John Sarno, president of the Employers Association of New Jersey (EANJ), announced Friday he will be leaving his position at the end of the month to pursue other professional and academic opportunities.
Hired in 1995, Sarno is only the third chief executive in the organization’s 107-year history. EANJ’s board announced a search for a new chief executive in November.
Known for his energy and creativity in supporting employers and developing multistakeholder initiatives, Sarno leaves a legacy of innovative leadership in both the private and public sectors, and an extensive body of work in employment law, labor standards, management training and public policy.
Sarno has litigated cases in state and federal courts, including wrongful termination and retaliatory discharge. He has regularly counseled management on proactive policies and practices to maintain positive employee relations and advised member companies in many areas of employment law, including ADA, sexual harassment, wrongful discharge, drug and alcohol testing and employment discrimination. He has published extensively on labor and employment law and teaches HR law.
Much of Sarno’s work at EANJ has centered on law and the workplace, advising employers on best management practices and training good employers to be better. He has trained thousands of managers and supervisors from the executive suite to the shop floor for manufacturers, nonprofit agencies, universities, municipalities, financial and healthcare institutions and more.
During much of that time, he also taught management, law, ethics and public policy at several universities. During the COVID pandemic, he served on the Governor’s Task Force on Small Business and as a member of HealthyNJ, helping to develop the state population health strategic plan.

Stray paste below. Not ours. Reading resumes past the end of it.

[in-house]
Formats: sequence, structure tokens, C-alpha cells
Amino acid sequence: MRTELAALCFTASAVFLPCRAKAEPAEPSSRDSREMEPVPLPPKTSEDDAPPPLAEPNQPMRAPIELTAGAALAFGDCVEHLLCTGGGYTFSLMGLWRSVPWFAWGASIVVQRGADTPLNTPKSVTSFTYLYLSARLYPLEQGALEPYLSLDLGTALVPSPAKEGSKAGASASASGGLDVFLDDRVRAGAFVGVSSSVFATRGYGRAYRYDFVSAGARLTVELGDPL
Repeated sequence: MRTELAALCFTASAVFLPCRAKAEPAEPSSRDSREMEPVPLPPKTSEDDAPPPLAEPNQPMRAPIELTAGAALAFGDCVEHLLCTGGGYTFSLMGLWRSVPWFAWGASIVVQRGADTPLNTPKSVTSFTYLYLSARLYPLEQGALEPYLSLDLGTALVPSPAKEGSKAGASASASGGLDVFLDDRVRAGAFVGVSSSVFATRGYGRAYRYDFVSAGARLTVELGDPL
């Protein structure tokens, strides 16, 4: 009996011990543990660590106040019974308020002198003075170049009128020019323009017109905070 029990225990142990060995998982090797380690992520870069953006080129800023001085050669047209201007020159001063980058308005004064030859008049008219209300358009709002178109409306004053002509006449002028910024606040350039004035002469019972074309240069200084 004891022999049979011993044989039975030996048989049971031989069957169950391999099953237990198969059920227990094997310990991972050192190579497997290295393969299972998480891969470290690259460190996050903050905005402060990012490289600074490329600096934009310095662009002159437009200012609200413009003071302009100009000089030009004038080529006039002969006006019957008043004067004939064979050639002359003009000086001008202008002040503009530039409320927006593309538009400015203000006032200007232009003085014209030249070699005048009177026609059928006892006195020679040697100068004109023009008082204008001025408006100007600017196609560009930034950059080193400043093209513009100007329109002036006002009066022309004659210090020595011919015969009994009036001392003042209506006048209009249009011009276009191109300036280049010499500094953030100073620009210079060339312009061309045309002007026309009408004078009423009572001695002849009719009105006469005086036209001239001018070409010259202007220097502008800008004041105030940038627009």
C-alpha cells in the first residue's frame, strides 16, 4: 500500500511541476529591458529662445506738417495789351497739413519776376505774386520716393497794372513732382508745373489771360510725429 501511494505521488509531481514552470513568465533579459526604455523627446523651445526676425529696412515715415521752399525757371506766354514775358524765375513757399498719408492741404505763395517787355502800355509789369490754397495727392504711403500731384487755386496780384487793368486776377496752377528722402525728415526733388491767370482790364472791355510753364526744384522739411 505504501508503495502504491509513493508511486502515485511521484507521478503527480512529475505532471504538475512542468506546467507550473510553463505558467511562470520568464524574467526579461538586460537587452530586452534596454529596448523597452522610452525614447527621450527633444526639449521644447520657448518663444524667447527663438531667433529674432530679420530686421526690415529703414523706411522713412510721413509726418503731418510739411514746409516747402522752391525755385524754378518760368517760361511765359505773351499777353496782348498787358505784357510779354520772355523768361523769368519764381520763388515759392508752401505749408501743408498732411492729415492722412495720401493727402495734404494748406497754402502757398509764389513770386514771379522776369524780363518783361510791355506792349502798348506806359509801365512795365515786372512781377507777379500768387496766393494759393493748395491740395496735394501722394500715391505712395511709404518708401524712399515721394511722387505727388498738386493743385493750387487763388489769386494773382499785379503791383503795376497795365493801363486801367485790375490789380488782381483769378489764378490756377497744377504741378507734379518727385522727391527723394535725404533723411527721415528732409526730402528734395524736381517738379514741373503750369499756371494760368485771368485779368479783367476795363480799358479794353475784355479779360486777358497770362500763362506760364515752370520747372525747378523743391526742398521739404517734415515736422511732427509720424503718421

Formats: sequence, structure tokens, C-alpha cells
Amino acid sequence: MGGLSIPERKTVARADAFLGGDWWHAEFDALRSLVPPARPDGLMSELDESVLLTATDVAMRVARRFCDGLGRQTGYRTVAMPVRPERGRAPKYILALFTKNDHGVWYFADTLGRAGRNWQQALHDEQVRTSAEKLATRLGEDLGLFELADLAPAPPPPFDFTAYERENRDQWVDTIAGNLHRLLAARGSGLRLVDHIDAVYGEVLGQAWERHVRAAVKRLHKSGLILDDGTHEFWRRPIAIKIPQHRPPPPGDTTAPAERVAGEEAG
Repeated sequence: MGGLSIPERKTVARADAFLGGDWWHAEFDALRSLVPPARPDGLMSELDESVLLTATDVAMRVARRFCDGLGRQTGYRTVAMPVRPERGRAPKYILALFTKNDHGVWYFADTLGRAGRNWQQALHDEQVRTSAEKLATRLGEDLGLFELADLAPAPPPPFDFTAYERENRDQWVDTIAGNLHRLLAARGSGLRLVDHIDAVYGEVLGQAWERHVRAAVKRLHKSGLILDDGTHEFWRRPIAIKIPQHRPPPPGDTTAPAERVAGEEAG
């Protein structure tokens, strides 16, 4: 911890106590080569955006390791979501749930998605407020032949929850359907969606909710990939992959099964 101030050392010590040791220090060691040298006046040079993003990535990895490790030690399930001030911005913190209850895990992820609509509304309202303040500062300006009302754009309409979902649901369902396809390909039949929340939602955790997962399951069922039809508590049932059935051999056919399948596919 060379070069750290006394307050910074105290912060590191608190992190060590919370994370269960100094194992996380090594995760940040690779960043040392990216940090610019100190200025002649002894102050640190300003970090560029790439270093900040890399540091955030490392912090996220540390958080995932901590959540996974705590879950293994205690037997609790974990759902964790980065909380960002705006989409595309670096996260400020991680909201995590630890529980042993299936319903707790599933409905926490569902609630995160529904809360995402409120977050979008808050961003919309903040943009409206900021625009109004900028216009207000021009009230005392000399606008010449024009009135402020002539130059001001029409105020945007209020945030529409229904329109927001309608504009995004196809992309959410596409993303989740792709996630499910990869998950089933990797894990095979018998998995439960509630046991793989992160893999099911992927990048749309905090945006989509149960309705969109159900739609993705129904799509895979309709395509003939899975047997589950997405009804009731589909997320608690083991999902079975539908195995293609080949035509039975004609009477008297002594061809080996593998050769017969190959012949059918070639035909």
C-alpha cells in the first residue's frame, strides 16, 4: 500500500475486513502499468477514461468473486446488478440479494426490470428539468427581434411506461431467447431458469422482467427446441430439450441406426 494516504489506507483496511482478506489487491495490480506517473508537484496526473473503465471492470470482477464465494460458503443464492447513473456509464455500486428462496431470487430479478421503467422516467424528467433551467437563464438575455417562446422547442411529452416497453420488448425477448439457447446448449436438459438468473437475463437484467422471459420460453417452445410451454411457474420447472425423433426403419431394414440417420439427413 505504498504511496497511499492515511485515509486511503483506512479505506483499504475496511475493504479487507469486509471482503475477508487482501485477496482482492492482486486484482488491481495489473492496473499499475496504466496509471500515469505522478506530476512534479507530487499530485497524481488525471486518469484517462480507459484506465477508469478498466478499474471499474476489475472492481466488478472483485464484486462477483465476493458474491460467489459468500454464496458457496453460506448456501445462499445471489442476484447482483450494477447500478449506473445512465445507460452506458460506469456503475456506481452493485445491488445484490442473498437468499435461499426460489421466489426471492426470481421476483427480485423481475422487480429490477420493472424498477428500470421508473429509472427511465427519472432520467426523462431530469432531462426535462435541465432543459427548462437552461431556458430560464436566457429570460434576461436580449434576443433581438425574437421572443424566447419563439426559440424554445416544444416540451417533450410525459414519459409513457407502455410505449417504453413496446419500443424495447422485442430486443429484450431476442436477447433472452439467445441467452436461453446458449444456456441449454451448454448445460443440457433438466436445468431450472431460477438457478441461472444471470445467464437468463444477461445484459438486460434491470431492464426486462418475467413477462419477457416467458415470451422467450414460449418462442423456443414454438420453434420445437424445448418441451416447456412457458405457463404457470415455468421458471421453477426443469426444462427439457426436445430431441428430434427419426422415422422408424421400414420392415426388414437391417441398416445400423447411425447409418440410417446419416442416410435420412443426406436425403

NJBIA recently honored Sarno at its Public Policy Forum with a Leonard C. Johnson Award, which recognizes business community leaders who have distinguished themselves in their efforts to improve the state’s business climate and encourage job growth.
“I have had the honor to work more closely with John over the past some years and again, his spirit of collaboration with NJBIA and our greater business community is why he honor him today,” NJBIA President & CEO Michele Siekerka said at the Nov. 28 event attended by over 240 businesspeople.
During the pandemic, EANJ partnered with NJBIA during the COVID-19 health emergency to bring expanded resources to New Jersey businesses. Sarno delivered bimonthly webinars attended by over 1,000 employers, and EANJ published a comprehensive report on employer policies and procedures.
Sarno was also recently honored by the Community Health Law Project for his lifelong commitment to advancing equal rights and opportunities for people with disabilities.
Although he is retiring from EANJ, Sarno will continue to serve as a board member of the Mental Health Association in New Jersey and on the State Commission of Employment and Training, where he is forming a Committee on Mental Health at Work helping to incorporate mental health awareness and solutions as part of the state’s workforce readiness strategy.
He has also been appointed as Distinguished Executive-in-Residence at Rutgers Business School in Newark, where he will be teaching and mentoring students and business leaders on achieving both corporate and societal goals.
At the same time, Sarno has also joined his longtime colleague Keith Miller at his Newark law firm, Robinson Miller LLC, where Sarno will provide advice and council on employment and labor relations cases and be available for workplace consultations.
“I am overjoyed as I begin the next chapter,” Sarno said. “I live to work with both sides of the brain.”
Photo Caption: NJBIA honored John Sarno, president of the Employers Association of New Jersey, with a Leonard C. Johnson Award, which recognizes business community leaders who have distinguished themselves in their efforts to improve the state’s business climate and encourage job growth. Presenting the award on Nov. 28 were NJBIA Chief Government Affairs Officer Christiopher Emigholz (center) and NJBIA President & CEO Michele Siekerka.